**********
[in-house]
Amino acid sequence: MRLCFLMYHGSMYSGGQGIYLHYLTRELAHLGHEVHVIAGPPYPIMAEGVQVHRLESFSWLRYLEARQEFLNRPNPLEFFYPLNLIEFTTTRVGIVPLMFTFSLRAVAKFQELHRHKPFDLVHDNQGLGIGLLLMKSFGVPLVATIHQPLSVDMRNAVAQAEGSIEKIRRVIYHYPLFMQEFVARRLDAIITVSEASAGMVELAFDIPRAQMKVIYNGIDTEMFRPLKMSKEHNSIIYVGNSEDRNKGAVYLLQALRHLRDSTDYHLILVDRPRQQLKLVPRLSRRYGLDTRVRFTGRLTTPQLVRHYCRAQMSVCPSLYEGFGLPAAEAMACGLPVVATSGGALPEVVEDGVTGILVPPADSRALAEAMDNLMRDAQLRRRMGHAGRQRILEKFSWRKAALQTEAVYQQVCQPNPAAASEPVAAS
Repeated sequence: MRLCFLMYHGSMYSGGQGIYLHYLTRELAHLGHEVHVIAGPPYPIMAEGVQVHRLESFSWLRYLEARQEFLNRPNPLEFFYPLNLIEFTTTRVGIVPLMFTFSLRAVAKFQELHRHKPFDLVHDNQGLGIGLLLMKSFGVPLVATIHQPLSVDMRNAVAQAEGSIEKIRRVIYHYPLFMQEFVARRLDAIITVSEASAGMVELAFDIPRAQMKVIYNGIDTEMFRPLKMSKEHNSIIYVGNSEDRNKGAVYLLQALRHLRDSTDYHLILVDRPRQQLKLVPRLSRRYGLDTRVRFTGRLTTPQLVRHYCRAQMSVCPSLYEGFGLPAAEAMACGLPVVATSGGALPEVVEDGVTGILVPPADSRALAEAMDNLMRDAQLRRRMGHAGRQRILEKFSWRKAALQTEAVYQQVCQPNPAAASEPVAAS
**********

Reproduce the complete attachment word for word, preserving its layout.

[in-house]
Amino acid sequence: MRLCFLMYHGSMYSGGQGIYLHYLTRELAHLGHEVHVIAGPPYPIMAEGVQVHRLESFSWLRYLEARQEFLNRPNPLEFFYPLNLIEFTTTRVGIVPLMFTFSLRAVAKFQELHRHKPFDLVHDNQGLGIGLLLMKSFGVPLVATIHQPLSVDMRNAVAQAEGSIEKIRRVIYHYPLFMQEFVARRLDAIITVSEASAGMVELAFDIPRAQMKVIYNGIDTEMFRPLKMSKEHNSIIYVGNSEDRNKGAVYLLQALRHLRDSTDYHLILVDRPRQQLKLVPRLSRRYGLDTRVRFTGRLTTPQLVRHYCRAQMSVCPSLYEGFGLPAAEAMACGLPVVATSGGALPEVVEDGVTGILVPPADSRALAEAMDNLMRDAQLRRRMGHAGRQRILEKFSWRKAALQTEAVYQQVCQPNPAAASEPVAAS
Repeated sequence: MRLCFLMYHGSMYSGGQGIYLHYLTRELAHLGHEVHVIAGPPYPIMAEGVQVHRLESFSWLRYLEARQEFLNRPNPLEFFYPLNLIEFTTTRVGIVPLMFTFSLRAVAKFQELHRHKPFDLVHDNQGLGIGLLLMKSFGVPLVATIHQPLSVDMRNAVAQAEGSIEKIRRVIYHYPLFMQEFVARRLDAIITVSEASAGMVELAFDIPRAQMKVIYNGIDTEMFRPLKMSKEHNSIIYVGNSEDRNKGAVYLLQALRHLRDSTDYHLILVDRPRQQLKLVPRLSRRYGLDTRVRFTGRLTTPQLVRHYCRAQMSVCPSLYEGFGLPAAEAMACGLPVVATSGGALPEVVEDGVTGILVPPADSRALAEAMDNLMRDAQLRRRMGHAGRQRILEKFSWRKAALQTEAVYQQVCQPNPAAASEPVAAS